Editorial Brief Developed Roughs

Having Come away from my peer crit with my three key concepts, I then went away and developed them each into three different compositions and three more developed concepts.

Having taken in the feed back from my peer crit, when developing the further concept perspectives, I also included the consideration of the dimensions of the brief (15x15cm) and so I started my development work in square format. In addition to the nine compositions I also worked on some more developed and finished pieces along side.

The feedback that I then got from my peer crit was that, once again, in terms of strength of imagery, the red cliffs are still the strongest; and that to keep going with the metaphorical imagery. My illustration should not simply be about explaining the article, but about the issue of polarization that it is talking about. I was also advised to look at my use of mediums; which I have changed from pen to water colour pencil, partly because I wanted the even brighter colours and partly because I would like to make my images more painterly.. As well as making the images more painterly, my crit group suggested that I look at how I can change and develop my images digitally in photoshop.
In turn, looking at and talking about other people’s work in the group really helped to cement my ideas and to better understand the brief. Again i will go on with this feedback and continue to develop my final piece for Monday.

Editorial Brief Roughs

After the seminar/workshop on Thursday 9th we spent the rest of the day developing 9 rough concepts to illustrate our articles; this was surprisingly hard, as coming up with 9 different concepts is quite hard. But never the less, I manged.

I worked in fine liner because I knew that I wanted to work with bright colour, and that pen would be a good material to do this with, it would also make it easy to reproduce quickly.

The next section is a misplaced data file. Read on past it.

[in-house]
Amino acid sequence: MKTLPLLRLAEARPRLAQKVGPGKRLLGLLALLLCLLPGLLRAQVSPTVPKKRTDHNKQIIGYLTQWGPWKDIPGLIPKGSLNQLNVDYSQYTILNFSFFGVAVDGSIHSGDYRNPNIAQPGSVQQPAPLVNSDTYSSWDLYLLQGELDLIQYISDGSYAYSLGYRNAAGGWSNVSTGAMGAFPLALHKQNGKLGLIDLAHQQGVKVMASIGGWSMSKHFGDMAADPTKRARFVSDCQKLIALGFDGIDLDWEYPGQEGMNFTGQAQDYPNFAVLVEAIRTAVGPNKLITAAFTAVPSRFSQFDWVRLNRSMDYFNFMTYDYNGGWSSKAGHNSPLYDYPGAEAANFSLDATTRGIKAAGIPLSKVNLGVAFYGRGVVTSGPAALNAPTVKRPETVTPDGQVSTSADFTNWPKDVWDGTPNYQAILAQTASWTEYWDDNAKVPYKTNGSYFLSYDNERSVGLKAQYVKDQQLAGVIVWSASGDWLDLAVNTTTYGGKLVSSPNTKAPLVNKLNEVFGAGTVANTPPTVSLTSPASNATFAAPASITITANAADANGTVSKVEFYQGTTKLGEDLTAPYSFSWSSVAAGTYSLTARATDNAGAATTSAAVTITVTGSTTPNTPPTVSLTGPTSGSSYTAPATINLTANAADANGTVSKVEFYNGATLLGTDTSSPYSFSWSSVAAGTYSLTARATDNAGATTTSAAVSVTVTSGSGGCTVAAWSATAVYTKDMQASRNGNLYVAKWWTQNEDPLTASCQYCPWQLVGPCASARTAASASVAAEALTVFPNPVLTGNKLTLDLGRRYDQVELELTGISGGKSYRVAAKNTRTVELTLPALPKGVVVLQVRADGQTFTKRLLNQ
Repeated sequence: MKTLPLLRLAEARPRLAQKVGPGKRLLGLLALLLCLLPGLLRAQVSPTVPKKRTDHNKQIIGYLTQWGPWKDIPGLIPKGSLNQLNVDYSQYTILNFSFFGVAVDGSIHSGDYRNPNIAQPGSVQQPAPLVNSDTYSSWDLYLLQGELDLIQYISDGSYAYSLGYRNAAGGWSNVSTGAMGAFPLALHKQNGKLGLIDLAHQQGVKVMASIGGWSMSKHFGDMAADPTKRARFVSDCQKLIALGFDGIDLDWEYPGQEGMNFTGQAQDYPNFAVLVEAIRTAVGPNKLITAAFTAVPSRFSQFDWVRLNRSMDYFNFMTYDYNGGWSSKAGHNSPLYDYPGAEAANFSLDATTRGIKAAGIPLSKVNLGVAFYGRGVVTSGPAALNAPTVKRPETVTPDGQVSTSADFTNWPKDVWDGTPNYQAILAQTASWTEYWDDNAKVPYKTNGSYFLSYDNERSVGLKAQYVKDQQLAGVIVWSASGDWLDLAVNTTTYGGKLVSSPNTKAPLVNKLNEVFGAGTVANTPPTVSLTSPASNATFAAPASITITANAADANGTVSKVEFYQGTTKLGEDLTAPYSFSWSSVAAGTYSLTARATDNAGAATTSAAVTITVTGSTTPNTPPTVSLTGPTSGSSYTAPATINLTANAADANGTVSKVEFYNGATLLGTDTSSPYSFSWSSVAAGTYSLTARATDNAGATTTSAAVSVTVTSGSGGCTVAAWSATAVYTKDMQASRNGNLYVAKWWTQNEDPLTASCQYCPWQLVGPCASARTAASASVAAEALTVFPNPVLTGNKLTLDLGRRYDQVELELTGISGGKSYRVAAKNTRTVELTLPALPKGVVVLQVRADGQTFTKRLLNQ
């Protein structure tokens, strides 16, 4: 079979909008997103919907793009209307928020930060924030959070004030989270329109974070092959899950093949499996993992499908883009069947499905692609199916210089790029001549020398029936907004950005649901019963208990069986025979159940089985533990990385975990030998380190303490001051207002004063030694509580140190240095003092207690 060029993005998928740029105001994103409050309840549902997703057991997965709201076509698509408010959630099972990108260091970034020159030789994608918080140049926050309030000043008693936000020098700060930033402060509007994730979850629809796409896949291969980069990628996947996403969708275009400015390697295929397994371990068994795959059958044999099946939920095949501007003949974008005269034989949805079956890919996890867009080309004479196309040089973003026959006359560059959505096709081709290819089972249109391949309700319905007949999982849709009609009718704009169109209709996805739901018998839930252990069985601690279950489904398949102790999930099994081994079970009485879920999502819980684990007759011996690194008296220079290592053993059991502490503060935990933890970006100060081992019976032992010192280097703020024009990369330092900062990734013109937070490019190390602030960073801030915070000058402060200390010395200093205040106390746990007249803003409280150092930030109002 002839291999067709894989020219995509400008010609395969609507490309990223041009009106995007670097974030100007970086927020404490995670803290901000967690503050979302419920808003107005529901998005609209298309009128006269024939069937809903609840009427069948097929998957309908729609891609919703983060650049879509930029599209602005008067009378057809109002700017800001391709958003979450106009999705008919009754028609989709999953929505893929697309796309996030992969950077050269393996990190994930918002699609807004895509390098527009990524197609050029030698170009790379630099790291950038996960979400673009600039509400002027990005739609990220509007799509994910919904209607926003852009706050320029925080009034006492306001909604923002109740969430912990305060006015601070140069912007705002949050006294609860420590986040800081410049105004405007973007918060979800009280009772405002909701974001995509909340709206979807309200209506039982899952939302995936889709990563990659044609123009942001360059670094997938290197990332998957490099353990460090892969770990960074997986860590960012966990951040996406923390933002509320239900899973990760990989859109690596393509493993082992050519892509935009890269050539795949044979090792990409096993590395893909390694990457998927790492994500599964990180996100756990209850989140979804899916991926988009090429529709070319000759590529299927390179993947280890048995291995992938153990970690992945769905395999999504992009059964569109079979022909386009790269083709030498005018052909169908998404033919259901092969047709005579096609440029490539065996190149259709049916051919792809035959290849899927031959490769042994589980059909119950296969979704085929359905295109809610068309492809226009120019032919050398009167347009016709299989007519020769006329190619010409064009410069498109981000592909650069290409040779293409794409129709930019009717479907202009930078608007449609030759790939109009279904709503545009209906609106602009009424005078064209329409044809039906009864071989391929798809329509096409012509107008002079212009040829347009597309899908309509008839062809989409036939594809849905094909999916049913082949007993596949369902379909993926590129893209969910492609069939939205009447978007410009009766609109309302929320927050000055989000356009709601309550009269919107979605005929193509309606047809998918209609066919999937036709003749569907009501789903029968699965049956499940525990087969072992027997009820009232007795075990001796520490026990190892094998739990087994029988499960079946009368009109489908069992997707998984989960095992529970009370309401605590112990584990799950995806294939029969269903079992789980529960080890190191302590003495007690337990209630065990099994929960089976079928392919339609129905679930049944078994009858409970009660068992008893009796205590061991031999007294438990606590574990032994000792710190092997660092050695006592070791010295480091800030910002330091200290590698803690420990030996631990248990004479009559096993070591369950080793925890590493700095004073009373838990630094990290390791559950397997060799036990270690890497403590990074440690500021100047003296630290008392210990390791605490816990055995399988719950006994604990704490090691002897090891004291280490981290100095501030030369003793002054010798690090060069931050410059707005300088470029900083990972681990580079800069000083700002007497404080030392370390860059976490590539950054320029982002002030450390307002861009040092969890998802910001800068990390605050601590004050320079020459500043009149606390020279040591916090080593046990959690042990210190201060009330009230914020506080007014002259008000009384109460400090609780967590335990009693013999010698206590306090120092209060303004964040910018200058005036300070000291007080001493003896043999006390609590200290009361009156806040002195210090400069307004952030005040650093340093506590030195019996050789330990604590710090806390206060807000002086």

Considering that the article that I was working on presented a relatively neutral perspective and actively referenced an article that held a strongly opposing argument to the issue, I wanted to keep my own bias out of my illustration. Being strongly pro-choice, it was interesting to see that the opinion in the reference was one that I had not really considered and certainly not seen presented in such a way, as to make me question my own polarized views. Therefore I feel like the aim of my illustration should be to entice people to read both articles and be drawn into the debate in a very neutral manner. to do this I kept all of my concepts very metaphorical and open to interpretation.
Having explained this to my peer crit group, they agreed that this needed to be an important factor in my illustration and that keeping my own opinion out was vital.
Of my nine concepts; the red cliffs, the clock and the scales where all considered to be the strongest concepts to continue on with. Though my favorite  aspects are absolutely the clock and the cliffs. I was also advised to look at how i was representing the figures in my work, and how much of a role they played in my message; could they be more?
The crit and idea generating exercise were defiantly very helpful in my process and have given me some great feedback to work on. Now that I have my key three concepts, I will develop them each into three different compositions for the follow up group.